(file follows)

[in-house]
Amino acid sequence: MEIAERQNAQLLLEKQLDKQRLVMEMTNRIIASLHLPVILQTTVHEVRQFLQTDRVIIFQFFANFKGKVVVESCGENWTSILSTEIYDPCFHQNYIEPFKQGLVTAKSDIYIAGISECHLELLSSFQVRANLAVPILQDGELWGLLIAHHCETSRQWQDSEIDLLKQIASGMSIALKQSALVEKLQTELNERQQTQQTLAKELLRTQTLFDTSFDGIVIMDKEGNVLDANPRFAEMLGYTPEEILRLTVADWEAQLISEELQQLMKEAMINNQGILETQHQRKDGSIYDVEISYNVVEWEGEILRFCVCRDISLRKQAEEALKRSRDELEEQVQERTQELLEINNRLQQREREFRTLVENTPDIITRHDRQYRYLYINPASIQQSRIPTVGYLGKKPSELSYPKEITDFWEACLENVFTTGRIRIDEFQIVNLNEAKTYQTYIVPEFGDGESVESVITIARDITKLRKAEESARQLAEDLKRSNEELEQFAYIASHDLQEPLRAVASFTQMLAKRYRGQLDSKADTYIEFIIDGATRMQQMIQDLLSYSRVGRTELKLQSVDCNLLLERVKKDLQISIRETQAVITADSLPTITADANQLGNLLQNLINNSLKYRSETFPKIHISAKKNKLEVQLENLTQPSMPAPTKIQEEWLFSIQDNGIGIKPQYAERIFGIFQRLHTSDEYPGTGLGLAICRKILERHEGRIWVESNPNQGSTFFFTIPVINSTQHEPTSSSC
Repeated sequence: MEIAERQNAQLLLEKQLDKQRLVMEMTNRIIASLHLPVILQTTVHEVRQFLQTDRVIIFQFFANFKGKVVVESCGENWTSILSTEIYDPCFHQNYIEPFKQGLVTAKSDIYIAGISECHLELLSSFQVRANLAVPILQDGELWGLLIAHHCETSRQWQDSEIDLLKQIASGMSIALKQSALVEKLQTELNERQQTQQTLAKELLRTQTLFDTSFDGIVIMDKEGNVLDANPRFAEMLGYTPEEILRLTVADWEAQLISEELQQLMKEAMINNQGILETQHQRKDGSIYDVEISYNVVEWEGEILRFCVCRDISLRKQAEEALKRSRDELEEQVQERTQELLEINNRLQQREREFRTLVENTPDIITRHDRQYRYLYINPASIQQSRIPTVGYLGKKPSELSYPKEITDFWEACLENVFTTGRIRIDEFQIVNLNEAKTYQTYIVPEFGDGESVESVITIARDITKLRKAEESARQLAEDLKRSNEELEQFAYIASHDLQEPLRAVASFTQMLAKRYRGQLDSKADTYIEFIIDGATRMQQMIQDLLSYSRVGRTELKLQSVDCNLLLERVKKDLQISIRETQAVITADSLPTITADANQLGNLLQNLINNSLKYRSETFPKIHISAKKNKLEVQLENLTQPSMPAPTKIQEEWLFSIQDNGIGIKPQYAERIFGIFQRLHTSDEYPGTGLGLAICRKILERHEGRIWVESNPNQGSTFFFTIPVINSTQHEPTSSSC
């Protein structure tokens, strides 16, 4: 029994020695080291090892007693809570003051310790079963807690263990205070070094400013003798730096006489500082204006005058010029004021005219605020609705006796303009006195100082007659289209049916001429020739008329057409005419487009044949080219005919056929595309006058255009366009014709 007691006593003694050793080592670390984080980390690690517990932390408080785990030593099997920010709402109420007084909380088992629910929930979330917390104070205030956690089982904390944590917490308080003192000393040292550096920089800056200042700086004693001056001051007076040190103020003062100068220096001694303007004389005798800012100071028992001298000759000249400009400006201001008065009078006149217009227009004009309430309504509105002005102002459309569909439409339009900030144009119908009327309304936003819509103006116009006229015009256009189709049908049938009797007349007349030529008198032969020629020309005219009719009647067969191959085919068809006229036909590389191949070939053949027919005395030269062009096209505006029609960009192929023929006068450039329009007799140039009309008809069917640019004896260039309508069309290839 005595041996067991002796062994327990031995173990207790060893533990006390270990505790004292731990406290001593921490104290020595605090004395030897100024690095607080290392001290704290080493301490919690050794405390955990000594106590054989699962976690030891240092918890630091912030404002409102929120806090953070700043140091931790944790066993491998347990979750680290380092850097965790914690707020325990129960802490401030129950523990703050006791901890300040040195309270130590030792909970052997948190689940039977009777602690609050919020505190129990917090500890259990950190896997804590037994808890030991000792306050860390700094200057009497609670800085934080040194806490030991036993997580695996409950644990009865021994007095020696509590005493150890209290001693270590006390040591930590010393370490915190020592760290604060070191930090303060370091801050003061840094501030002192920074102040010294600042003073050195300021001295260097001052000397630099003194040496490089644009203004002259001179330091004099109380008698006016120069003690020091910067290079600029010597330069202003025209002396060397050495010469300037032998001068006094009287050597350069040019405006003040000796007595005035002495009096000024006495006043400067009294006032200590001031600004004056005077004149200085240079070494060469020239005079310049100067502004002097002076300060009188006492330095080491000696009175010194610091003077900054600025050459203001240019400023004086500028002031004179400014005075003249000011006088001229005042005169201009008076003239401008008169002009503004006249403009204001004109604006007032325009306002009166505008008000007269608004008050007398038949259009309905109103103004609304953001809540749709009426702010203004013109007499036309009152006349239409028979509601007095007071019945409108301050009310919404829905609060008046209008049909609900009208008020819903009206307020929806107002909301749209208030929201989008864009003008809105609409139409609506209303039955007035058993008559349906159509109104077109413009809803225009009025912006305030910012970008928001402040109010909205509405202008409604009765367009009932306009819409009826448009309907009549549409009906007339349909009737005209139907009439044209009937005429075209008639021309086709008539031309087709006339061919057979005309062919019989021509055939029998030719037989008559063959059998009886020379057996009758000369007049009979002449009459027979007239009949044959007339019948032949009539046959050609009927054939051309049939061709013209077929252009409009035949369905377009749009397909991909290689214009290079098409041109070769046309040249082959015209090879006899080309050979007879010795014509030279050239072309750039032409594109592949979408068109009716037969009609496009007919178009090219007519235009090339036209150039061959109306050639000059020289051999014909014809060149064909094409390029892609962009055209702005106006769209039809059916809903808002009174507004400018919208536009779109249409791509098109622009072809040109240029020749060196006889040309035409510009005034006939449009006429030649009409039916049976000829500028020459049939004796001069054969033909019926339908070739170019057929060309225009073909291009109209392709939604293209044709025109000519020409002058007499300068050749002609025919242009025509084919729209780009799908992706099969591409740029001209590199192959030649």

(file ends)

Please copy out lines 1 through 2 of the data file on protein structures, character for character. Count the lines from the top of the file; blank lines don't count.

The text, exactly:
[in-house]
Amino acid sequence: MEIAERQNAQLLLEKQLDKQRLVMEMTNRIIASLHLPVILQTTVHEVRQFLQTDRVIIFQFFANFKGKVVVESCGENWTSILSTEIYDPCFHQNYIEPFKQGLVTAKSDIYIAGISECHLELLSSFQVRANLAVPILQDGELWGLLIAHHCETSRQWQDSEIDLLKQIASGMSIALKQSALVEKLQTELNERQQTQQTLAKELLRTQTLFDTSFDGIVIMDKEGNVLDANPRFAEMLGYTPEEILRLTVADWEAQLISEELQQLMKEAMINNQGILETQHQRKDGSIYDVEISYNVVEWEGEILRFCVCRDISLRKQAEEALKRSRDELEEQVQERTQELLEINNRLQQREREFRTLVENTPDIITRHDRQYRYLYINPASIQQSRIPTVGYLGKKPSELSYPKEITDFWEACLENVFTTGRIRIDEFQIVNLNEAKTYQTYIVPEFGDGESVESVITIARDITKLRKAEESARQLAEDLKRSNEELEQFAYIASHDLQEPLRAVASFTQMLAKRYRGQLDSKADTYIEFIIDGATRMQQMIQDLLSYSRVGRTELKLQSVDCNLLLERVKKDLQISIRETQAVITADSLPTITADANQLGNLLQNLINNSLKYRSETFPKIHISAKKNKLEVQLENLTQPSMPAPTKIQEEWLFSIQDNGIGIKPQYAERIFGIFQRLHTSDEYPGTGLGLAICRKILERHEGRIWVESNPNQGSTFFFTIPVINSTQHEPTSSSC